FAO Regional Office for Asia and the Pacific | Land Portal
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Acronym: 
FAO Asia & the Pacific

Emplacement

Maliwan Mansion Phra Atit Road
10200 Bangkok
Thaïlande
TH

The vision of the FAO office in Bangkok is a food-secure Asia and the Pacific region.

Its mission is to help member countries halve the number of undernourished people in the region by raising agricultural productivity and alleviating poverty while protecting the region’s natural resources base.

Agricultural growth in Asia-Pacific has stagnated in recent years, with a serious decline in agricultural investment, and depletion and degradation of natural resources in the face of continued population growth.

The benefits of the green revolution have now been fully realized and there are no revolutionary technologies on the horizon that can rapidly and sustainably reinvigorate agriculture.

Outward migration, especially of the young generation, has led to the "greying" and feminization of the sector; the coping mechanisms of poor households are few, given their limited assets and the fact that a deep recession occurred so soon after the food crisis.

Climate change will impact agriculture in many ways, particularly in areas vulnerable to natural disaster.

The opening of markets improved the mobility of people, goods and services and created employment opportunities for the labour-rich Asia-Pacific economies. At the same time the growing links within the region and with the rest of the world ushered in risks of transboundary plant pests and animal diseases.

FAO Regional Office for Asia and the Pacific Resources

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Library Resource

A comparative analysis of the legal frameworks of Cambodia, Lao People’s Democratic Republic, Myanmar and Viet Nam

Manuels et directives
mai, 2021
Laos, Viet Nam

The recognition of customary tenure systems and responsible land-based investments that safeguard legitimate tenure rights and right holders are the interconnected main themes for mainstreaming the Voluntary Guidelines on the Responsible Governance of Tenure of Land, Fisheries and Forests in the Context of National Food Security (VGGT) in Cambodia, Lao People’s Democratic Republic, Myanmar and Viet Nam.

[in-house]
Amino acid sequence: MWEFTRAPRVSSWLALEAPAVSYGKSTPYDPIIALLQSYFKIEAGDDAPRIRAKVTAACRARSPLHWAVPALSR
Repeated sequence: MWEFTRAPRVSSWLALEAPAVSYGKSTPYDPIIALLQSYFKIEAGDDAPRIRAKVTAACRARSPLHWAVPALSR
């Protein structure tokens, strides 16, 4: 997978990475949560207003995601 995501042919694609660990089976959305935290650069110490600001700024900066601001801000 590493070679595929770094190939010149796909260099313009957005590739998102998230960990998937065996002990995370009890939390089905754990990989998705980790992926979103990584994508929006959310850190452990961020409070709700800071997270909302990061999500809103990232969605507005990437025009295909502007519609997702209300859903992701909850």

Library Resource
Rapports et recherches
Documents de politique et mémoires
septembre, 2019
Myanmar, Thaïlande

This policy brief was developed in order to enable a meaningful engagement and policy dialogue with government institutions and other relevant stakeholders about challenges and opportunities related to recognizing and protecting customary tenure in the Republic of the Union of Myanmar.

Library Resource
Rapports et recherches
avril, 2019
Laos

This policy brief was developed in order to enable a meaningful engagement and policy dialogue with government institutions and other relevant stakeholders about challenges and opportunities related to the recognition of customary tenure in the Lao People’s Democratic Republic. Customary tenure is understood to be the local rules, institutions and practices governing land, fisheries and forests that have, over time and use, gained social legitimacy and become embedded in the fabric of a society.

Library Resource
Moving from information dissemination to community participation in forest landscapes cover image

How development organizations in Asia and the Pacific are using participatory development communication approaches

Rapports et recherches
Documents de politique et mémoires
août, 2017
Asie

Traditionally, in the context of environment and natural resources management, many communication efforts have focused on the dissemination of technical information to end-users who were expected to adopt them. Development practitioners were trying to ‘push’ their products on communities in order to receive community commitment to their development initiatives.

Library Resource
Articles et Livres
décembre, 2015
Bangladesh, Suisse, États-Unis d'Amérique, Sri Lanka, Indonésie, Australie, République de Corée, Thaïlande, Népal, Laos, Philippines, Malaisie, Japon, Myanmar, Cambodge, Inde, Bhoutan, Viet Nam, Asie

The United Nations Declaration on the Rights of Indigenous Peoples was adopted by the UN General Assembly on 13 September 2007. Since then, the importance of the role that indigenous peoples play in economic, social and environmental conservation through traditional sustainable agricultural practices has been gradually recognized.

Library Resource
Rapports et recherches
décembre, 2015
Fidji, Bangladesh, Pérou, Indonésie, Australie, Pakistan, Thaïlande, Népal, Philippines, Singapour, Malaisie, Japon, Myanmar, Cambodge, Inde, Bhoutan, Maldives, Papouasie-Nouvelle-Guinée, Mongolie, Asie, Océanie

Almost every nation is now a signatory to the Convention on Climate Change. The first Conference of Parties (COP) was held in Berlin in 1995. Two decades since, we have come a long way, but we have yet to reach the ultimate objective of stabilizing greenhouse gas concentrations at a level that would end human-induced influence on the climate. While the COP negotiations are landmark events for humankind, many experts who work in the field and are not directly involved in the negotiations cannot claim to comprehend what is being discussed.

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